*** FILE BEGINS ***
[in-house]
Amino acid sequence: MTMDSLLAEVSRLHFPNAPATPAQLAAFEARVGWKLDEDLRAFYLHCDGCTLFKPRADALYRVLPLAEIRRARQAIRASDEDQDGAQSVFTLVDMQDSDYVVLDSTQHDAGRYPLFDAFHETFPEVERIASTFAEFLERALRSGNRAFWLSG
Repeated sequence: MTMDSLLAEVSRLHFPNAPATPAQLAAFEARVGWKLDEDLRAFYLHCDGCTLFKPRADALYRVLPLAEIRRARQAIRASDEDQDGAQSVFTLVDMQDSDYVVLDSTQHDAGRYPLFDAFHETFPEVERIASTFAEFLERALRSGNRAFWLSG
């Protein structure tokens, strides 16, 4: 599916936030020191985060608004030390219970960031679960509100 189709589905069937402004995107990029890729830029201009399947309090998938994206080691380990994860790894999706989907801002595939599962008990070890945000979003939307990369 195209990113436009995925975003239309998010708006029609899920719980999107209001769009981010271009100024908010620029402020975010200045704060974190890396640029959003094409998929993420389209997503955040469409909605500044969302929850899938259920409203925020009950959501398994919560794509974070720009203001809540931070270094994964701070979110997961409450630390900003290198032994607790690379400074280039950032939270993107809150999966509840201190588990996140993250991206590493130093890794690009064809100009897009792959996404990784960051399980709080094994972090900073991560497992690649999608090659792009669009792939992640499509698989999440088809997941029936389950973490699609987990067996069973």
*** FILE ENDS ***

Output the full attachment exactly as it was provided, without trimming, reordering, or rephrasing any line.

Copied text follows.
[in-house]
Amino acid sequence: MTMDSLLAEVSRLHFPNAPATPAQLAAFEARVGWKLDEDLRAFYLHCDGCTLFKPRADALYRVLPLAEIRRARQAIRASDEDQDGAQSVFTLVDMQDSDYVVLDSTQHDAGRYPLFDAFHETFPEVERIASTFAEFLERALRSGNRAFWLSG
Repeated sequence: MTMDSLLAEVSRLHFPNAPATPAQLAAFEARVGWKLDEDLRAFYLHCDGCTLFKPRADALYRVLPLAEIRRARQAIRASDEDQDGAQSVFTLVDMQDSDYVVLDSTQHDAGRYPLFDAFHETFPEVERIASTFAEFLERALRSGNRAFWLSG
């Protein structure tokens, strides 16, 4: 599916936030020191985060608004030390219970960031679960509100 189709589905069937402004995107990029890729830029201009399947309090998938994206080691380990994860790894999706989907801002595939599962008990070890945000979003939307990369 195209990113436009995925975003239309998010708006029609899920719980999107209001769009981010271009100024908010620029402020975010200045704060974190890396640029959003094409998929993420389209997503955040469409909605500044969302929850899938259920409203925020009950959501398994919560794509974070720009203001809540931070270094994964701070979110997961409450630390900003290198032994607790690379400074280039950032939270993107809150999966509840201190588990996140993250991206590493130093890794690009064809100009897009792959996404990784960051399980709080094994972090900073991560497992690649999608090659792009669009792939992640499509698989999440088809997941029936389950973490699609987990067996069973």